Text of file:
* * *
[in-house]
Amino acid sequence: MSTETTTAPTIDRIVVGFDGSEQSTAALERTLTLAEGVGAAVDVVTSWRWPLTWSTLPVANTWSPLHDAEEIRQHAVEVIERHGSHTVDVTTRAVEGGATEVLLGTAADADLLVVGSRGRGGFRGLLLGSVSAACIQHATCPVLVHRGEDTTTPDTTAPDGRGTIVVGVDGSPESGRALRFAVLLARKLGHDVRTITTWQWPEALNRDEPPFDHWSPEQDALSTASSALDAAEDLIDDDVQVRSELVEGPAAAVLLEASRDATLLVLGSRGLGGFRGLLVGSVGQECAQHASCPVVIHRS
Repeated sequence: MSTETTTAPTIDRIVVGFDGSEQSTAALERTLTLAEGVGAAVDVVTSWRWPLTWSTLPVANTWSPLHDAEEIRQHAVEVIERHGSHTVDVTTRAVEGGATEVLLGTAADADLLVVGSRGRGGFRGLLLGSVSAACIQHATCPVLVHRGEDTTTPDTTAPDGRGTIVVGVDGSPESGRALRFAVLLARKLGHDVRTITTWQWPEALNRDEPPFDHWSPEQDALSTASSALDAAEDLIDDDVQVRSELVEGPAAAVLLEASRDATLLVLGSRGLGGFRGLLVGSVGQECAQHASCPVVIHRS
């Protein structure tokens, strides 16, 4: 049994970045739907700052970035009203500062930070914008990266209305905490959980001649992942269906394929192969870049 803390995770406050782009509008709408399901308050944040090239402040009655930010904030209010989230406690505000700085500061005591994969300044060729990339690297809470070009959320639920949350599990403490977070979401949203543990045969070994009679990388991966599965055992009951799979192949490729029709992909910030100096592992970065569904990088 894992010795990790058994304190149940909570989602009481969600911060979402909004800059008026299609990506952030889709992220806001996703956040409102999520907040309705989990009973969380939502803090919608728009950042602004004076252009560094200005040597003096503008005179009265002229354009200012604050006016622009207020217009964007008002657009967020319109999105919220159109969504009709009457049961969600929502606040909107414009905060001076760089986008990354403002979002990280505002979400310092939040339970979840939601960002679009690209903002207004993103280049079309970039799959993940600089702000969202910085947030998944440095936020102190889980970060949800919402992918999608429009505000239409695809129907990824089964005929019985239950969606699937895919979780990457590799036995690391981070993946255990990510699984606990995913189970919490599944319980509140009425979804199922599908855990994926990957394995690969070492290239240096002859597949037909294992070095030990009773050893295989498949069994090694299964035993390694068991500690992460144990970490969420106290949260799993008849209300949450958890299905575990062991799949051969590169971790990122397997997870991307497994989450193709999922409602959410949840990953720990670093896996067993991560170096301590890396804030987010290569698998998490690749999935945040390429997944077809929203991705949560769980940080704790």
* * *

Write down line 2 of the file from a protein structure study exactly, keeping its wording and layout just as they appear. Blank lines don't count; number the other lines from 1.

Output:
Amino acid sequence: MSTETTTAPTIDRIVVGFDGSEQSTAALERTLTLAEGVGAAVDVVTSWRWPLTWSTLPVANTWSPLHDAEEIRQHAVEVIERHGSHTVDVTTRAVEGGATEVLLGTAADADLLVVGSRGRGGFRGLLLGSVSAACIQHATCPVLVHRGEDTTTPDTTAPDGRGTIVVGVDGSPESGRALRFAVLLARKLGHDVRTITTWQWPEALNRDEPPFDHWSPEQDALSTASSALDAAEDLIDDDVQVRSELVEGPAAAVLLEASRDATLLVLGSRGLGGFRGLLVGSVGQECAQHASCPVVIHRS